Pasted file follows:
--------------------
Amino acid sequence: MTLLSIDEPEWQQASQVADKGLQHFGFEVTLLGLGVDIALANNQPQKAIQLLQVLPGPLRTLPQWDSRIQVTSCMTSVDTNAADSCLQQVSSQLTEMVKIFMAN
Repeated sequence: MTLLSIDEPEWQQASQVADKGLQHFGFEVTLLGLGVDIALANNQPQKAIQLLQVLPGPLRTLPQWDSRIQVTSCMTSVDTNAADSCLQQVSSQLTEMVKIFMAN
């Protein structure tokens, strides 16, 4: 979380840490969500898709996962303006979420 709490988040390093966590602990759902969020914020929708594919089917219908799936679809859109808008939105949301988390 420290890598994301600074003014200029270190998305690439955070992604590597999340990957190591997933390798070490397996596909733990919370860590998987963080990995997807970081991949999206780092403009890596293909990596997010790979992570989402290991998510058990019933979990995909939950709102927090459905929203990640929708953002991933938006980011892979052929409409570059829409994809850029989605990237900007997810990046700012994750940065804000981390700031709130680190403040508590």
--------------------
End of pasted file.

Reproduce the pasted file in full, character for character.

Amino acid sequence: MTLLSIDEPEWQQASQVADKGLQHFGFEVTLLGLGVDIALANNQPQKAIQLLQVLPGPLRTLPQWDSRIQVTSCMTSVDTNAADSCLQQVSSQLTEMVKIFMAN
Repeated sequence: MTLLSIDEPEWQQASQVADKGLQHFGFEVTLLGLGVDIALANNQPQKAIQLLQVLPGPLRTLPQWDSRIQVTSCMTSVDTNAADSCLQQVSSQLTEMVKIFMAN
């Protein structure tokens, strides 16, 4: 979380840490969500898709996962303006979420 709490988040390093966590602990759902969020914020929708594919089917219908799936679809859109808008939105949301988390 420290890598994301600074003014200029270190998305690439955070992604590597999340990957190591997933390798070490397996596909733990919370860590998987963080990995997807970081991949999206780092403009890596293909990596997010790979992570989402290991998510058990019933979990995909939950709102927090459905929203990640929708953002991933938006980011892979052929409409570059829409994809850029989605990237900007997810990046700012994750940065804000981390700031709130680190403040508590």